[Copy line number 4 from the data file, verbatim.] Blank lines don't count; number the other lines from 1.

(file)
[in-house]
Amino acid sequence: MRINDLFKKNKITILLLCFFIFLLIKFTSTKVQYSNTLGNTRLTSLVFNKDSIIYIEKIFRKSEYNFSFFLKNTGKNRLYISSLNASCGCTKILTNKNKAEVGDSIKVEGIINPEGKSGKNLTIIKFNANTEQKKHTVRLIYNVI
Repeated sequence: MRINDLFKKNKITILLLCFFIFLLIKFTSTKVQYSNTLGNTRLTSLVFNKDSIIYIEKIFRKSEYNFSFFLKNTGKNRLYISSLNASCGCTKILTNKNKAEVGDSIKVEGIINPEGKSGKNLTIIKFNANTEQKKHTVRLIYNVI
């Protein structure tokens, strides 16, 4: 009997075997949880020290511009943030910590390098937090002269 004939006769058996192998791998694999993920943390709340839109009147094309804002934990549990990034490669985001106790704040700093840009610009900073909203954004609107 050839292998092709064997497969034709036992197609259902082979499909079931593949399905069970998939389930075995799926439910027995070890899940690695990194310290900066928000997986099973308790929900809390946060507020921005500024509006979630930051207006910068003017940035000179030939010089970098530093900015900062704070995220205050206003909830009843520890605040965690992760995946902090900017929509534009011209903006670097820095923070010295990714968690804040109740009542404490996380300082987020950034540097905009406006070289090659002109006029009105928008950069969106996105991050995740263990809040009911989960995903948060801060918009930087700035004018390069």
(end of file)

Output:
């Protein structure tokens, strides 16, 4: 009997075997949880020290511009943030910590390098937090002269 004939006769058996192998791998694999993920943390709340839109009147094309804002934990549990990034490669985001106790704040700093840009610009900073909203954004609107 050839292998092709064997497969034709036992197609259902082979499909079931593949399905069970998939389930075995799926439910027995070890899940690695990194310290900066928000997986099973308790929900809390946060507020921005500024509006979630930051207006910068003017940035000179030939010089970098530093900015900062704070995220205050206003909830009843520890605040965690992760995946902090900017929509534009011209903006670097820095923070010295990714968690804040109740009542404490996380300082987020950034540097905009406006070289090659002109006029009105928008950069969106996105991050995740263990809040009911989960995903948060801060918009930087700035004018390069």